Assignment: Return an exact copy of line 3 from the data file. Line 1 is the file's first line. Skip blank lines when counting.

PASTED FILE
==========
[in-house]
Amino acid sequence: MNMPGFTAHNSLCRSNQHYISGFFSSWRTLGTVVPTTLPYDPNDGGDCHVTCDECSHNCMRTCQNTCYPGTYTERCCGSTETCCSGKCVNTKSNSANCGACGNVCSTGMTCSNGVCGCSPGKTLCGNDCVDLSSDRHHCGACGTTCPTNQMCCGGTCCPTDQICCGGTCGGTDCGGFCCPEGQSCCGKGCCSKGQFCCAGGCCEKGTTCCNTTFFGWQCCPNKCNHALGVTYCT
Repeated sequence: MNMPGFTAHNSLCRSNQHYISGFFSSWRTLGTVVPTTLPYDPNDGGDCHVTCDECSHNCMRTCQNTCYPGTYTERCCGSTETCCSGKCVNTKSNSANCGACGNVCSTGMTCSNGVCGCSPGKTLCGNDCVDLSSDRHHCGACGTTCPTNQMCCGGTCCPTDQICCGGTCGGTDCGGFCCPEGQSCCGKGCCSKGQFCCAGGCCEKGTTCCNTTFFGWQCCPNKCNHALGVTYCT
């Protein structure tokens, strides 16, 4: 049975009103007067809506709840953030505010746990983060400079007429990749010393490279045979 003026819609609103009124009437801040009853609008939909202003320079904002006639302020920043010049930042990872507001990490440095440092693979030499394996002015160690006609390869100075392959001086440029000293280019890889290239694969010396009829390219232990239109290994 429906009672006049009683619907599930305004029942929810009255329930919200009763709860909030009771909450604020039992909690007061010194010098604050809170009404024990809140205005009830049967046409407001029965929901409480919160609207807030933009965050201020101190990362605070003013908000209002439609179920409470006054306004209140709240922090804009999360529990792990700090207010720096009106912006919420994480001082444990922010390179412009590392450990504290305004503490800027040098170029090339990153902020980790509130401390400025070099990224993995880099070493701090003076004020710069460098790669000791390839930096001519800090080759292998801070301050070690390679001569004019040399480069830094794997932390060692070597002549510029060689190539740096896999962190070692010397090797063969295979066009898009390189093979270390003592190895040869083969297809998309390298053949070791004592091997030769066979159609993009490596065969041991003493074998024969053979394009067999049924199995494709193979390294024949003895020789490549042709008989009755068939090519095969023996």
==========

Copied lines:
Repeated sequence: MNMPGFTAHNSLCRSNQHYISGFFSSWRTLGTVVPTTLPYDPNDGGDCHVTCDECSHNCMRTCQNTCYPGTYTERCCGSTETCCSGKCVNTKSNSANCGACGNVCSTGMTCSNGVCGCSPGKTLCGNDCVDLSSDRHHCGACGTTCPTNQMCCGGTCCPTDQICCGGTCGGTDCGGFCCPEGQSCCGKGCCSKGQFCCAGGCCEKGTTCCNTTFFGWQCCPNKCNHALGVTYCT